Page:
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Kobe Bryant's wrist injury leaves his status for Lakers' opener in doubt

Bryant has a torn ligament in his right wrist and is considered day-to-day by the team. Lakers play host to Chicago on Sunday.

December 21, 2011|By Mike Bresnahan
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As if there hadn't been enough chaos this month for the Lakers ...

Kobe Bryant sustained a torn ligament in his right wrist, simultaneously clouding his capacity to score and the Lakers' ability to win.

Bryant planned to endure the discomfort instead of opting for surgery that would dim his chances of playing an already abbreviated 66-game season. He is officially listed as day-to-day by the team.

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He did not play in the Clippers' 108-103 exhibition victory Wednesday at Staples Center. Lakers officials were tight-lipped about his availability for the season opener Sunday against Chicago, but a person familiar with the situation said Bryant would give it a shot.

Before the game Wednesday, he lofted a few left-handed three-point attempts, making one. He was initially injured after trying to break his fall Monday in an exhibition against the Clippers. He practiced with the team Tuesday, took about four shots with his left hand, and left the court to get treatment on the wrist.

An MRI exam Wednesday confirmed a tear of the lunotriquetral ligament, which stabilizes two of the smaller bones on the outer part of the wrist. Bryant would use a padded device on the wrist if he played Sunday. He wore one with Velcro as he sat on the end of the Lakers' bench Wednesday.

Bryant declined to talked to reporters, but longtime teammate Luke Walton was optimistic about his recovery.

"He plays through injuries that most people don't," Walton said. "I did see his wrist and it looked like Professor Klump because it was so swollen. But I think he'll be ready by Sunday."

Said Lakers center Andrew Bynum: "It's tough for him to miss a game, so I think he'll be up and ready to go."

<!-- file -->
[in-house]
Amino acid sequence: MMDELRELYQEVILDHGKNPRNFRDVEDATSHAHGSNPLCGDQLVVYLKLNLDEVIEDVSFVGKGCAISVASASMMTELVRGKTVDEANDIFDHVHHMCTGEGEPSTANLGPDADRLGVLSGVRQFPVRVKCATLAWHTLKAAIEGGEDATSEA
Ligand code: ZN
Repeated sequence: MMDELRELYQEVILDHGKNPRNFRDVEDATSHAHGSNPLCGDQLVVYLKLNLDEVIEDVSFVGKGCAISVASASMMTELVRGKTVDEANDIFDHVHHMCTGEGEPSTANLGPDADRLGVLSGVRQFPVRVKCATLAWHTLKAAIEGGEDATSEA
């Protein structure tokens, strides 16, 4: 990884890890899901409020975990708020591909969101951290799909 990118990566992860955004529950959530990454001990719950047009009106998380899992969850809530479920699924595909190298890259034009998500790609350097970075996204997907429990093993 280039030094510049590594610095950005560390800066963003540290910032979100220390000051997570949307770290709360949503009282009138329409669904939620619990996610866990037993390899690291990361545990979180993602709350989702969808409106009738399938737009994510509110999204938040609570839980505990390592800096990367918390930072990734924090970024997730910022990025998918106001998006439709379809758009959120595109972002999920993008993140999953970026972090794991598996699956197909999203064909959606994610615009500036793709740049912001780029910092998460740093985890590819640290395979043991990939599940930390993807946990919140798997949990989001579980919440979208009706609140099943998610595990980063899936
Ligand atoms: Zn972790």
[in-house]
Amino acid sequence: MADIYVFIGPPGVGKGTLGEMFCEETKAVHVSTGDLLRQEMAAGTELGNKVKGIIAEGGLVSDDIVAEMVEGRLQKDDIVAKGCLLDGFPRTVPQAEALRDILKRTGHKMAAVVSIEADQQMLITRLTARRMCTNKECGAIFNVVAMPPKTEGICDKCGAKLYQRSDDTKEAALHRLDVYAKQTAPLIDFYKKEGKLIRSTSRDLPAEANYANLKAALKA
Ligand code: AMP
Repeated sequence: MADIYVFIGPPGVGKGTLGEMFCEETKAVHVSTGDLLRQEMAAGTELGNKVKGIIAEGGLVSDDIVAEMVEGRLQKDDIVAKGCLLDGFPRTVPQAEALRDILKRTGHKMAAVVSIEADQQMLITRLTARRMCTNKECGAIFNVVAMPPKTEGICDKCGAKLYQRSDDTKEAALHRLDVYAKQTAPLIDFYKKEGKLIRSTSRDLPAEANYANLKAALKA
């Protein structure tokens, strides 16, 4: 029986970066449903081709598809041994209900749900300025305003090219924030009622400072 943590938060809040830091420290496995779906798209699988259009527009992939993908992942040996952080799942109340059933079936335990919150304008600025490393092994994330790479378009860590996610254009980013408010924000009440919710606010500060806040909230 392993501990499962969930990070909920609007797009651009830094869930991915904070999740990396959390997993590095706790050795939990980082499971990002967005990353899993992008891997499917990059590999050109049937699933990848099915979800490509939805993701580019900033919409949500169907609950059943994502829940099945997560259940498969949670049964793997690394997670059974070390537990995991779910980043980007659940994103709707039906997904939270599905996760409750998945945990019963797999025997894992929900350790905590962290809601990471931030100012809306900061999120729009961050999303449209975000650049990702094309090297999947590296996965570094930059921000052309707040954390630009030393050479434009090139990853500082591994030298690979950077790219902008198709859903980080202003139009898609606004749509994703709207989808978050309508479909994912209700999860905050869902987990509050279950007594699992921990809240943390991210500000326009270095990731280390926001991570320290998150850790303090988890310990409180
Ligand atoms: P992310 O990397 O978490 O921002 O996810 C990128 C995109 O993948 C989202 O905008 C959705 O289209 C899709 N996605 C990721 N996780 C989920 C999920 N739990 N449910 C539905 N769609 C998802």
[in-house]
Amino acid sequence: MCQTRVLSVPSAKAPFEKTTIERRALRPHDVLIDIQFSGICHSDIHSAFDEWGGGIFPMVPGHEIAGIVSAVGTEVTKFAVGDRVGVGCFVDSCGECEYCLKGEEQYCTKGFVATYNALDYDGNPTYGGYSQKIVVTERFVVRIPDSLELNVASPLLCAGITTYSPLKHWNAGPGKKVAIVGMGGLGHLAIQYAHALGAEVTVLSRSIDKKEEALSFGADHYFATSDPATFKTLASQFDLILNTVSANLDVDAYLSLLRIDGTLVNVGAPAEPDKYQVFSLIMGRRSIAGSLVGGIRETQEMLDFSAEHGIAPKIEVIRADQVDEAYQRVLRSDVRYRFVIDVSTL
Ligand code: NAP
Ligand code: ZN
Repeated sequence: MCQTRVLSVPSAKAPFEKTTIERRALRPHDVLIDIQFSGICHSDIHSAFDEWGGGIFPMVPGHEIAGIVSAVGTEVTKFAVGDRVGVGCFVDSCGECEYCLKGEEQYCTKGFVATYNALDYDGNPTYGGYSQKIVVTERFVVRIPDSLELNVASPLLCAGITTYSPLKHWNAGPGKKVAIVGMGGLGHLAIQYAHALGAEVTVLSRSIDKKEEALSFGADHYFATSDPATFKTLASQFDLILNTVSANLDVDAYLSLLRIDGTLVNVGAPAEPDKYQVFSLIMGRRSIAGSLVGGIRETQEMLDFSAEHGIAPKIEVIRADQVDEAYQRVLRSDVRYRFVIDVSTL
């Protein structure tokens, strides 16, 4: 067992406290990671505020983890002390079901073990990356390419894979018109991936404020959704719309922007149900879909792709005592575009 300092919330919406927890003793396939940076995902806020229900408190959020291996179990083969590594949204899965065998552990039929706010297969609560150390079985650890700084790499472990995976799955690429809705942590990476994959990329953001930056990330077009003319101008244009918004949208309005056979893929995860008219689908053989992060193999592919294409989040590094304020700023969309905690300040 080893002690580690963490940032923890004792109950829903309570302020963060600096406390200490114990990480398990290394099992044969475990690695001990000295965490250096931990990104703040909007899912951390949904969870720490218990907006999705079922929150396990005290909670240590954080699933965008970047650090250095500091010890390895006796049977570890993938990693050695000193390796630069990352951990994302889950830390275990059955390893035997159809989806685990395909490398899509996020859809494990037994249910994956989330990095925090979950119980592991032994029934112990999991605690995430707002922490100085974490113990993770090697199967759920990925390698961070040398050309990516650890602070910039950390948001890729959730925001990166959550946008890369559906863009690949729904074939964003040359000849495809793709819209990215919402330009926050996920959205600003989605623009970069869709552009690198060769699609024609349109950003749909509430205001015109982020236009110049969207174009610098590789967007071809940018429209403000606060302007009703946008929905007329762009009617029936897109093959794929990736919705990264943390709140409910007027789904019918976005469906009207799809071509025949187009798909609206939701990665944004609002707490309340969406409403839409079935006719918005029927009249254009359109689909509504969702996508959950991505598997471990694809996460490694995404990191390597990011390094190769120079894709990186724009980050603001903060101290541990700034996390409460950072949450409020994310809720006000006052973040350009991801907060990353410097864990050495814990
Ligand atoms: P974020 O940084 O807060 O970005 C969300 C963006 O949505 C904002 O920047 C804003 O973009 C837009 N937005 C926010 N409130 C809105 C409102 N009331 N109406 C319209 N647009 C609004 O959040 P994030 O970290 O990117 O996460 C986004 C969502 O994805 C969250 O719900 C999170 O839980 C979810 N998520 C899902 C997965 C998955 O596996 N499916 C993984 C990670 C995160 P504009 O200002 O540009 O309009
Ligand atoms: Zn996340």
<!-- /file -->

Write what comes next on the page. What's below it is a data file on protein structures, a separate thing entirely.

The ligament can eventually heal without surgery, but the process will be lengthy if the wrist gets hit.

"Without being privy to the MRI, these types of injuries can take anywhere from several days to several weeks to heal completely," said Keith Feder, a Manhattan Beach sports-medicine specialist. "But depending on the pain level, and with support, the athlete could play."

The status of Bryant's wrist could become reminiscent of his finger injury in 2009-10. He sustained a fracture in his right index finger six weeks into the season and continued to play, though it hurt for several minutes whenever it was slapped in a game.

The Lakers eventually won the championship that season. Bryant was the NBA Finals' most valuable player.

The Lakers begin the season against Chicago at Staples Center, part of a back-to-back-to-back situation that also includes a Monday game at Sacramento and a Tuesday home game against Utah.

Jason Kapono, a small forward most of his career, was scoreless after starting at shooting guard Wednesday.

The Lakers played pretty well without Bryant thanks primarily to Bynum, who finished with 26 points and 11 rebounds two days after saying he got "heavily winded" in the exhibition opener.

Steve Blake had 20 points and made five of seven shots from three-point range.

The Clippers weren't nearly as enthralling and dominant as in their 114-95 victory Monday.

The Lakers were within three with 45 seconds left, but Metta World Peace had his shot blocked by DeAndre Jordan. Then Matt Barnes was called for an offensive foul. Then World Peace missed a three-point attempt.

Blake Griffin had 30 points, six rebounds and seven assists for the Clippers. Chris Paul had seven points and 10 assists. Caron Butler and Mo Williams each had 16 points.

In the third quarter, as the Clippers went on a 14-0 run, a fan held up a "Get Well Soon Kobe" sign.

The Lakers could have used Bryant on Wednesday. They'll definitely need him Sunday.

mike.bresnahan@latimes.com

twitter.com/Mike_Bresnahan

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